(1/338) Blocking angiotensin II ameliorates proteinuria and glomerular lesions in progressive mesangioproliferative glomerulonephritis.

BACKGROUND: The renin-angiotensin system is thought to be involved in the progression of glomerulonephritis (GN) into end-stage renal failure (ESRF) because of the observed renoprotective effects of angiotensin-converting enzyme inhibitors (ACEIs). However, ACEIs have pharmacological effects other than ACE inhibition that may help lower blood pressure and preserve glomerular structure. We previously reported a new animal model of progressive glomerulosclerosis induced by a single intravenous injection of an anti-Thy-1 monoclonal antibody, MoAb 1-22-3, in uninephrectomized rats. Using this new model of progressive GN, we examined the hypothesis that ACEIs prevent the progression to ESRF by modulating the effects of angiotensin II (Ang II) on the production of transforming growth factor-beta (TGF-beta) and extracellular matrix components. METHODS: We studied the effect of an ACEI (cilazapril) and an Ang II type 1 receptor antagonist (candesartan) on the clinical features and morphological lesions in the rat model previously reported. After 10 weeks of treatment with equihypotensive doses of cilazapril, cilazapril plus Hoe 140 (a bradykinin receptor B2 antagonist), candesartan, and hydralazine, we examined systolic blood pressure, urinary protein excretion, creatinine clearance, the glomerulosclerosis index, and the tubulointerstitial lesion index. We performed a semiquantitative evaluation of glomerular immunostaining for TGF-beta and collagen types I and III by immunofluorescence study and of these cortical mRNA levels by Northern blot analysis. RESULTS: Untreated rats developed massive proteinuria, renal dysfunction, and severe glomerular and tubulointerstitial injury, whereas uninephrectomized control rats did not. There was a significant increase in the levels of glomerular protein and cortical mRNA for TGF-beta and collagen types I and III in untreated rats. Cilazapril and candesartan prevented massive proteinuria, increased creatinine clearance, and ameliorated glomerular and tubulointerstitial injury. These drugs also reduced levels of glomerular protein and cortical mRNA for TGF-beta and collagen types I and III. Hoe 140 failed to blunt the renoprotective effect of cilazapril. Hydralazine did not exhibit a renoprotective effect. CONCLUSION: These results indicate that ACEIs prevent the progression to ESRF by modulating the effects of Ang II via Ang II type 1 receptor on the production of TGF-beta and collagen types I and III, as well as on intrarenal hemodynamics, but not by either increasing bradykinin activity or reducing blood pressure in this rat model of mesangial proliferative GN.  (+info)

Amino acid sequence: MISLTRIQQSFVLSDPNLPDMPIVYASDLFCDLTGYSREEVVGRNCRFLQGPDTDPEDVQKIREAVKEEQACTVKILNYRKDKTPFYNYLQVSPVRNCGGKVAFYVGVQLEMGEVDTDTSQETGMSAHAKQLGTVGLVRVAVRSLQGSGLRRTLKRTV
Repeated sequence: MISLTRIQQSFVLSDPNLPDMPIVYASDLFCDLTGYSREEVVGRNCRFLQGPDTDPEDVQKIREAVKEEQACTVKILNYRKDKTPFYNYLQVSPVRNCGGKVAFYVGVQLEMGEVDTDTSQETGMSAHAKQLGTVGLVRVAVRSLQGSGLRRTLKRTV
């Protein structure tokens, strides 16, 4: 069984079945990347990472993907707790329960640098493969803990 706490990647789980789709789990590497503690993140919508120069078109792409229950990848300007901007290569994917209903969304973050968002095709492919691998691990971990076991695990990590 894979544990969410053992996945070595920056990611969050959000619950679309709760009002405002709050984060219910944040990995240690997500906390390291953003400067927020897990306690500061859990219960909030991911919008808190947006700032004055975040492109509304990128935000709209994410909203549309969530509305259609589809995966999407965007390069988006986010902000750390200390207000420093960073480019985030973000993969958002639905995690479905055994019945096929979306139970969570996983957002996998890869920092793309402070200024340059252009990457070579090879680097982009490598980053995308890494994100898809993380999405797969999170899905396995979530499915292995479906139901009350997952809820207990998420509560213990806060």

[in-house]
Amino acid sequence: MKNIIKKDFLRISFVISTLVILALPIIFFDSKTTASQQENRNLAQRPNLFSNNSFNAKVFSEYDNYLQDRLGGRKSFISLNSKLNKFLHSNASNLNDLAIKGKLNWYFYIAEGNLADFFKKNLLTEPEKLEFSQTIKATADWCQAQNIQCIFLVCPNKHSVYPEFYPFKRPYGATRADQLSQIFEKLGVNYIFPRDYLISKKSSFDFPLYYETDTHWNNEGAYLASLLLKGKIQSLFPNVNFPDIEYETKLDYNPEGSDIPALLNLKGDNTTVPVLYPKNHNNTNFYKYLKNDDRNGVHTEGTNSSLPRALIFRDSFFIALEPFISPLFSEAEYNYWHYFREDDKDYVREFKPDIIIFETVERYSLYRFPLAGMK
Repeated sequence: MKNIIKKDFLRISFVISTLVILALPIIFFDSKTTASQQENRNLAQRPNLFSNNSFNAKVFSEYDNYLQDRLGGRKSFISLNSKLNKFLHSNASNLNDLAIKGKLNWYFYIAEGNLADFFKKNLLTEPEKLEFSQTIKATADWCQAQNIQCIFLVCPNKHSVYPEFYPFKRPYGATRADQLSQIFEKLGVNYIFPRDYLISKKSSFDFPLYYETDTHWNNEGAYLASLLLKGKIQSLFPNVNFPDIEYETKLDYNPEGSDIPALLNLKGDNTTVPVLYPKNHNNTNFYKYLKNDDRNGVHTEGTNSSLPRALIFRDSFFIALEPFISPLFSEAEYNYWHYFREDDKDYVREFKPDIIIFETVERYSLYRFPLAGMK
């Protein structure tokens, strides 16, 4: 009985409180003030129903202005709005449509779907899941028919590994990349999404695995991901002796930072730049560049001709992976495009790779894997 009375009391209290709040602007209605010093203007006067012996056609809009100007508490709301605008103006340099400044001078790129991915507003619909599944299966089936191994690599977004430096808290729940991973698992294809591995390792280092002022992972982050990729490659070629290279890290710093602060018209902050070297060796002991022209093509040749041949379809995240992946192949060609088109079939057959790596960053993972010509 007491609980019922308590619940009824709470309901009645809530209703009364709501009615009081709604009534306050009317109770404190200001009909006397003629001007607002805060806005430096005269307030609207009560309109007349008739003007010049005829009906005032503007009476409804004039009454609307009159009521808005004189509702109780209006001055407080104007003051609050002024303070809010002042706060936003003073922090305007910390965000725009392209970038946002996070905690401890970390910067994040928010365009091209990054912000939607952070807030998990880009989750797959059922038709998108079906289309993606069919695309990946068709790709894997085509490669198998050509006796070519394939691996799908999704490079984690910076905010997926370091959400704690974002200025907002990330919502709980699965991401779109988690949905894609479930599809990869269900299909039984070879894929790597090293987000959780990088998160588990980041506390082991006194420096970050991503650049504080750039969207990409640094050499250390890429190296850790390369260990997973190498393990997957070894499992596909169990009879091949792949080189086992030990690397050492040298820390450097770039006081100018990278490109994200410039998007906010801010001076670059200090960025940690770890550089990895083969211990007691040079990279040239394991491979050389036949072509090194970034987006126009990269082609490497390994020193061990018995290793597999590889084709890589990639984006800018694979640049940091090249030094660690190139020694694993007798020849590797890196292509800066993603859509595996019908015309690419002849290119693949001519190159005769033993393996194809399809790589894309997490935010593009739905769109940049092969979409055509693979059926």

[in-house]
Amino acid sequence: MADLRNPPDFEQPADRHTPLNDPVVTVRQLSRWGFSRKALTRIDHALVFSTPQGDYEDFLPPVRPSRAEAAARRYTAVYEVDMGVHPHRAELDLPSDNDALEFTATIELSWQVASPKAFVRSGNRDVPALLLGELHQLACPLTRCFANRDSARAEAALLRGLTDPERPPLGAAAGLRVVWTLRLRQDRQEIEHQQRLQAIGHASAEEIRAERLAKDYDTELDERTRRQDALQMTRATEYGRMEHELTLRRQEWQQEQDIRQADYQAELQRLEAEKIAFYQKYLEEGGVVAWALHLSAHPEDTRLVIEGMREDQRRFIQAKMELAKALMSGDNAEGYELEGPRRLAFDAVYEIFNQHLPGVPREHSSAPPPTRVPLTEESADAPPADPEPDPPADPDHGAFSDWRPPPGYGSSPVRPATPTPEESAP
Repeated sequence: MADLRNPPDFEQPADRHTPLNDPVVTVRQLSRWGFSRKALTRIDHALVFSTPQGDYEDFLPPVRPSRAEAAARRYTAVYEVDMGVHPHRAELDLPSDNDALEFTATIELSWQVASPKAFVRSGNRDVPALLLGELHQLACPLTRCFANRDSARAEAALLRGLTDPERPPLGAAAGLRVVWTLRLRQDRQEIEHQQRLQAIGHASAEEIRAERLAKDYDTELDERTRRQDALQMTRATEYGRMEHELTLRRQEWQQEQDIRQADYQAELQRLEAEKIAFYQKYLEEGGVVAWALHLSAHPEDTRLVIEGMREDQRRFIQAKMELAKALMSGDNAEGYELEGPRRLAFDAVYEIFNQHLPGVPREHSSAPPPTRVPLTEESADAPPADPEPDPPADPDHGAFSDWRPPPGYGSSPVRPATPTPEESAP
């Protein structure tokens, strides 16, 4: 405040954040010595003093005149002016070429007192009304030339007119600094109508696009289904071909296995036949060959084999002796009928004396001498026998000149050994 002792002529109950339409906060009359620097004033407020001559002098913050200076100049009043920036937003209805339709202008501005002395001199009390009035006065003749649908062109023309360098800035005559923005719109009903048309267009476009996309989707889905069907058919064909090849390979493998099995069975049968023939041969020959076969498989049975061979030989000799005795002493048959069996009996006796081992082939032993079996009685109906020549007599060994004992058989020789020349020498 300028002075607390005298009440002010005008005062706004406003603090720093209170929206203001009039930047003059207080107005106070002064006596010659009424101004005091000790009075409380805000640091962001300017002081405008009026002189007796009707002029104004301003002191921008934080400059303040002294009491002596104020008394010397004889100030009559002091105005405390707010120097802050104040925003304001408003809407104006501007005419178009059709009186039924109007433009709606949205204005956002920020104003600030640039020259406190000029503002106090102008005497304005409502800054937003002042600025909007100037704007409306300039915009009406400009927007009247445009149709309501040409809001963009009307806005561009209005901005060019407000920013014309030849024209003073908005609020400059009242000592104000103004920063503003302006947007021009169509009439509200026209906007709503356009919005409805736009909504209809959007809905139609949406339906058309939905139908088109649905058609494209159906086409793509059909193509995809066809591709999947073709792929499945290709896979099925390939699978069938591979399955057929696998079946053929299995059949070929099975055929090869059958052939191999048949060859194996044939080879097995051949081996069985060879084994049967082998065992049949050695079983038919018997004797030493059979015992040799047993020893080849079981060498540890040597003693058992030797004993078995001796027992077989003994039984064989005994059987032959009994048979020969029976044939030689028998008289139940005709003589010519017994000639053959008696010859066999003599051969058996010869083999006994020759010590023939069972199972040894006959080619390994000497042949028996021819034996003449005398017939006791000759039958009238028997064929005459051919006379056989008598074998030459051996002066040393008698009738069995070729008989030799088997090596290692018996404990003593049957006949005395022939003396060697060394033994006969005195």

(2/338) Lysophosphatidic acid and mesangial cells: implications for renal diseases.

The last decade has witnessed a phenomenal increase in our understanding of the biological role of lysophosphatidic acid (LPA) and has led to an appreciation of this critical serum-derived growth factor released from platelets. We herein summarize recent observations that collectively support the hypothesis that LPA may play a key role in the pathogenesis of initiation and progression of proliferative glomerulonephritis. LPA synergistically stimulates mesangial cell proliferation in combination with platelet-derived growth factor in primary culture. The mechanism of co-mitogenesis is likely to be mediated by the prolonged activation of mitogen-activated protein kinase which is stimulated by platelet-derived growth factor and LPA through different mechanisms. LPA contracts cultured mesangial cells and has properties in common with other pressor molecules including mobilization of intracellular Ca2+ and promotion of Ca2+ entry through dihydropyridine-sensitive calcium channels. LPA receptor mRNA has been identified in isolated glomeruli dissected from renal biopsy samples of patients with IgA nephropathy. All of these facts have led us to postulate that LPA is produced within glomeruli and that LPA's mitogenic as well as haemodynamic action contribute to the pathological process of mesangial proliferative glomerulonephritis. The possible production of LPA as an autocrine factor from mesangial cells themselves has also been discussed.  (+info)